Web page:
Importance of Organically Grown Food

My husband and I moved to rural Oklahoma a few years ago. We bought 32 acres, mostly wooded, but we made sure that we had an open area in which to garden. The first thing we did, before even putting one building on the land, was to build a tall fence (to keep out deer) around the area we were going to till. We planted a large garden, and we did it all organically. It was a challenge at times, but when we produced the food, there was no doubt that it was a “cut above” what we could buy in the grocery store. We started a farmers’ market in our area because we found that there were other growers in the area, also growing organically, who had more produce than they needed, and there were a lot of people out there who wanted to buy organic.

Why organic? I have been asked this question many times. There are a multitude of reasons, not the least being the satisfaction of knowing that you can produce healthy, edible food in a way that is in harmony with our earth’s ecosystem. I have listed below some of the other reasons that organically grown food is important.

Organically grown food is free of harmful pesticides and chemicals. In animals studies, pesticides have been shown to cause many adverse effects including cancer and nervous system damage. A 1987 National Academy of Sciences report estimated pesticides caused an extra 1.4 million cancer cases among Americans. If you look at this data sheet from an Environmental Working Group (EWG) investigation, the importance of organically grown food becomes clear:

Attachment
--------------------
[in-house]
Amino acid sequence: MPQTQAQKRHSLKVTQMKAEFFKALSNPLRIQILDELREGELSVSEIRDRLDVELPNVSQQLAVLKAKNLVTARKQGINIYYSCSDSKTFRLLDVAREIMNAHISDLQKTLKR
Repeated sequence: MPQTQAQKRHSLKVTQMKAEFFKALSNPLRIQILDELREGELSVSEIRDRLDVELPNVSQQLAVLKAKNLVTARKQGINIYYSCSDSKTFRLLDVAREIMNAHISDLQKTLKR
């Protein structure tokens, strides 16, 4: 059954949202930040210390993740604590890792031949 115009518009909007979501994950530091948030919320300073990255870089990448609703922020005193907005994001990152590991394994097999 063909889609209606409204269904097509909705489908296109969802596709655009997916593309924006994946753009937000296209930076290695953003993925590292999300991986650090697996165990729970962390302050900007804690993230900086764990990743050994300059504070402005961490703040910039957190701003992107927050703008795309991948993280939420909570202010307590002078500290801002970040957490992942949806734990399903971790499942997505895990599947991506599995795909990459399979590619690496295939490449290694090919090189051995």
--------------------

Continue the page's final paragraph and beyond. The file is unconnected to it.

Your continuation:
Organic food is known to contain more nutrients, minerals and vitamins than food that comes from farms that are not organic. Data compiled by the U.S. Department of Agriculture shows that since the 1940’s, there has been a decline in the nutritional value in fruits and vegetables. One study performed at the University of California at Davis showed that organically grown foods had higher amounts of flavonoids which help to protect against heart disease and cancer. The researchers found that in organically grown corn and strawberries, flavonoids were as much as 50% higher.

Industrial farms plant the same crops over and over on the same field. While this increases production, it depletes the soil of minerals and nutrients. Chemical fertilizers are used to replace these lost minerals and nutrients. When the same crops are grown over and over in the same place, the crops become less resistant to insects, and therefore increased amounts of pesticides are used. This practice leads to loss of genetic variability which in turn leads to a loss in biodiversity, a threat to our food supply.

Organic food helps to protect the health of farm workers. A study done by the National Cancer Institute found that farmers who are exposed to herbicides have a six time greater risk of developing cancer than non-farmers.

Organically grown food tastes better!

Growing organically is just smart. It helps to preserve the integrity of our world while keeping our bodies healthier.